Last winter, Andreas Keller decided the time was right to branch out from his day job as a neuroscientist and launch a new art gallery. Not just any gallery, but the country’s first and only commercial space devoted entirely to smell-based art, says an article published in Smithsonian Magazine.
He rented a defunct barbershop in New York City’s Chinatown and teamed up with an artist named M Dougherty for his inaugural show in February of 2021, drilling a hole in the exterior wall to pipe a piney perfume called “Forest Bath” to the street outside. The fresh evergreen mingled with steamed dumplings and ripe dumpsters and the smoldering papers that Keller’s Chinese neighbors sometimes burned as an offering to their ancestors.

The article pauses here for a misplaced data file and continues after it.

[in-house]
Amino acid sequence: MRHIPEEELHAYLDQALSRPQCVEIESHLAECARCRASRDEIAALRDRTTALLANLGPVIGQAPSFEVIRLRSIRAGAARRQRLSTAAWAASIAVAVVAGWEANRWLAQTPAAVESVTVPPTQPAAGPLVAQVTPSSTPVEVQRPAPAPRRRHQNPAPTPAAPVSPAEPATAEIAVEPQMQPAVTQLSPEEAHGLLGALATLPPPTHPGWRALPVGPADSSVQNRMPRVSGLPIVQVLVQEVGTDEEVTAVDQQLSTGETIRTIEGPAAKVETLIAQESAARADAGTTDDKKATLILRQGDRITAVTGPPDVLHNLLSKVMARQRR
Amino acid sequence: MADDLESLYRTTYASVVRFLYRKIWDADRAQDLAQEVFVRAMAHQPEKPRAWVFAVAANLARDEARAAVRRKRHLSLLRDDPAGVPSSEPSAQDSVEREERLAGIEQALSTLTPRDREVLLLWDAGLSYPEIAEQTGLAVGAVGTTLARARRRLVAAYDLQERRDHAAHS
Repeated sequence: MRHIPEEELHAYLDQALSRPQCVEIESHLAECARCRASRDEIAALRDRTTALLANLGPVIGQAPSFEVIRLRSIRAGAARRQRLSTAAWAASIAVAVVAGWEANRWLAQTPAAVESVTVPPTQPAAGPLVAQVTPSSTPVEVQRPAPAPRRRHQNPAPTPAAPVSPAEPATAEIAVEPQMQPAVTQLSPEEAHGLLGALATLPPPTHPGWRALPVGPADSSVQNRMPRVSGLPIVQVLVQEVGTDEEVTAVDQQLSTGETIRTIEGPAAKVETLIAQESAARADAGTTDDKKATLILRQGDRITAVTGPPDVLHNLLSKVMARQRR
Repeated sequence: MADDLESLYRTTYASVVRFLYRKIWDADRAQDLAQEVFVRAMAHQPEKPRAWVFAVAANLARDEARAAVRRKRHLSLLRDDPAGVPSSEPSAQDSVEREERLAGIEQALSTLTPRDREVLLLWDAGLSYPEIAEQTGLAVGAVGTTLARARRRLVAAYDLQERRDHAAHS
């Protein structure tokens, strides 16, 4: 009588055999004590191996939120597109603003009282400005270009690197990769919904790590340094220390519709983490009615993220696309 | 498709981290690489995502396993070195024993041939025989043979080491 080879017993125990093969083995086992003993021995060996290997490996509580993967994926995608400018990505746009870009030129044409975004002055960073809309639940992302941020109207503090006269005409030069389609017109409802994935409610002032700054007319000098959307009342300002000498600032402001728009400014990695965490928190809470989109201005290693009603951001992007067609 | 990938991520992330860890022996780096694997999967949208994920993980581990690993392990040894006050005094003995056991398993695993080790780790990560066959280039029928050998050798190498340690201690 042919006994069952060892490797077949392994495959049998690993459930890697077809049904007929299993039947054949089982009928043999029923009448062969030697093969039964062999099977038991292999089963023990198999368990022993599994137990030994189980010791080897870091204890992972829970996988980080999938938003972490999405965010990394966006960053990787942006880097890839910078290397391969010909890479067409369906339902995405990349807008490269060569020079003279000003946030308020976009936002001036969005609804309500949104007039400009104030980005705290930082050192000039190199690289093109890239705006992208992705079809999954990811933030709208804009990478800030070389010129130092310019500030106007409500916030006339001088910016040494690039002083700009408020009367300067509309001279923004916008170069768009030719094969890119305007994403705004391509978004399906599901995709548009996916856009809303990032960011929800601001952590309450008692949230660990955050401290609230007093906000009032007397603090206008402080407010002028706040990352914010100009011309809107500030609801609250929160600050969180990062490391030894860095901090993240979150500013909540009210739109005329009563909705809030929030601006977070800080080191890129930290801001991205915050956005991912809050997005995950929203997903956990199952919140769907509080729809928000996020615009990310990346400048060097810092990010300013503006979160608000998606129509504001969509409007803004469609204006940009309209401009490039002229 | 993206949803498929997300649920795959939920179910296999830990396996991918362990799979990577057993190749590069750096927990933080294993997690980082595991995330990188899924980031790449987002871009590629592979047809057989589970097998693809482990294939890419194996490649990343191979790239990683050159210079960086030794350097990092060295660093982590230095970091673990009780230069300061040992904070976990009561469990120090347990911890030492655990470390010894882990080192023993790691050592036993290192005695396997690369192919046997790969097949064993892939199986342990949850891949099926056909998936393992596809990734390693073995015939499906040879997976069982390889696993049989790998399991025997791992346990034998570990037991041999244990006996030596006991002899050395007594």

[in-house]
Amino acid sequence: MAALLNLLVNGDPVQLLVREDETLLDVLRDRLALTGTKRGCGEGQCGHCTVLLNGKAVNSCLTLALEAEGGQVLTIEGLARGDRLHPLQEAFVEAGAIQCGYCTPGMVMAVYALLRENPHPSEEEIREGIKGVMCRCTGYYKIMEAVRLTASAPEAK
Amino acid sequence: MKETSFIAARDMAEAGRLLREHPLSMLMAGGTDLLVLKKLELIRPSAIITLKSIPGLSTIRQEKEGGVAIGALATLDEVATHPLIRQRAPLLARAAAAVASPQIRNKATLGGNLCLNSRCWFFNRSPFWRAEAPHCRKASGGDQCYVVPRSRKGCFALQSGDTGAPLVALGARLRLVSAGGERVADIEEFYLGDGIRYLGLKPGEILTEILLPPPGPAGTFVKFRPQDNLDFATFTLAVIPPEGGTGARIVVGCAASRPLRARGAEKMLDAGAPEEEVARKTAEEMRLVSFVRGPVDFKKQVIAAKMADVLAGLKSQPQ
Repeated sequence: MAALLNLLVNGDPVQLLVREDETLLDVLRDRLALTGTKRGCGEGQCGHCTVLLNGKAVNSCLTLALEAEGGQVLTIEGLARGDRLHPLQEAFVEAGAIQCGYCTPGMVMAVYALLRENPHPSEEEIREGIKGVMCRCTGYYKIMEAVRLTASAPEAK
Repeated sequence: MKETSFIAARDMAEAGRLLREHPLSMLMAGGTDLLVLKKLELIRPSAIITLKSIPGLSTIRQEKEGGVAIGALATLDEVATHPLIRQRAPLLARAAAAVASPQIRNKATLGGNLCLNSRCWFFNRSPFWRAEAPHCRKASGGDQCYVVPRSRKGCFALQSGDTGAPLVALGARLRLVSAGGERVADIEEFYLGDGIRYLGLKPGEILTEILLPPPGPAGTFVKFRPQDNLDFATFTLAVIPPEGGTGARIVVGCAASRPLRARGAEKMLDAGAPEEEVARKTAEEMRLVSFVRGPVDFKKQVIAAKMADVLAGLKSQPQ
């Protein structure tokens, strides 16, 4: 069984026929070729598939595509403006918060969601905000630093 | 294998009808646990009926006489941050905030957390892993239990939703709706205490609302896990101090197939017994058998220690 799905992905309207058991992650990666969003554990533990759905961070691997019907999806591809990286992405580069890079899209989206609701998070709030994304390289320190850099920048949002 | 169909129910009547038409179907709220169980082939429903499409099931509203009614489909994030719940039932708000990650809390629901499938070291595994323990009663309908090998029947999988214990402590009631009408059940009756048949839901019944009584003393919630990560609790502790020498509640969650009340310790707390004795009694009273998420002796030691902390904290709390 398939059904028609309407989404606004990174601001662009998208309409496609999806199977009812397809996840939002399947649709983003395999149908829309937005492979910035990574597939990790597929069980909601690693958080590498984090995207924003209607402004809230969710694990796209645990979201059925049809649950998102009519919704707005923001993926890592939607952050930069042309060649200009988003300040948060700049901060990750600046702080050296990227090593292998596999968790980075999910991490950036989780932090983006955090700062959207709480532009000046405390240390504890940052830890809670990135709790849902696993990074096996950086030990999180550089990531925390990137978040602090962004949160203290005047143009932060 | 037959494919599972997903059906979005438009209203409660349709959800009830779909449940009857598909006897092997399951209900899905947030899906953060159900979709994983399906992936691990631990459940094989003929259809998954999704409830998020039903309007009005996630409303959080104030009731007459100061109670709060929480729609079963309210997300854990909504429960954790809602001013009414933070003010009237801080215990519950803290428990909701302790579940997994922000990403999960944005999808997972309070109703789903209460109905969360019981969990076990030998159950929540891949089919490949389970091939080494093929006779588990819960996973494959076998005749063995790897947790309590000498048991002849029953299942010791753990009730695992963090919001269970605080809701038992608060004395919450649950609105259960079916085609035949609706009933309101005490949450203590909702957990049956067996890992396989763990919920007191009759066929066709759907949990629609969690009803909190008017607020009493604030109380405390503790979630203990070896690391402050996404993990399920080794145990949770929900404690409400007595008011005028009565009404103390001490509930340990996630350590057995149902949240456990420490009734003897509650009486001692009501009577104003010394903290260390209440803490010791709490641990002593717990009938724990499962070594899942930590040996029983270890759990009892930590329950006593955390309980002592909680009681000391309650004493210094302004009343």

“The gallery had always been a fantasy, but the pandemic brought it into focus,” says Keller, sitting in his AstroTurf-carpeted back office (which he soon plans to sprinkle with a molecule that smells like fresh-cut grass). Not only did lockdown allow contemplative hours away from his work, but one of early Covid-19’s telltale symptoms gave him the hunch that there might, at long last, be a market for his dream.
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Source: Smithsonian Magazine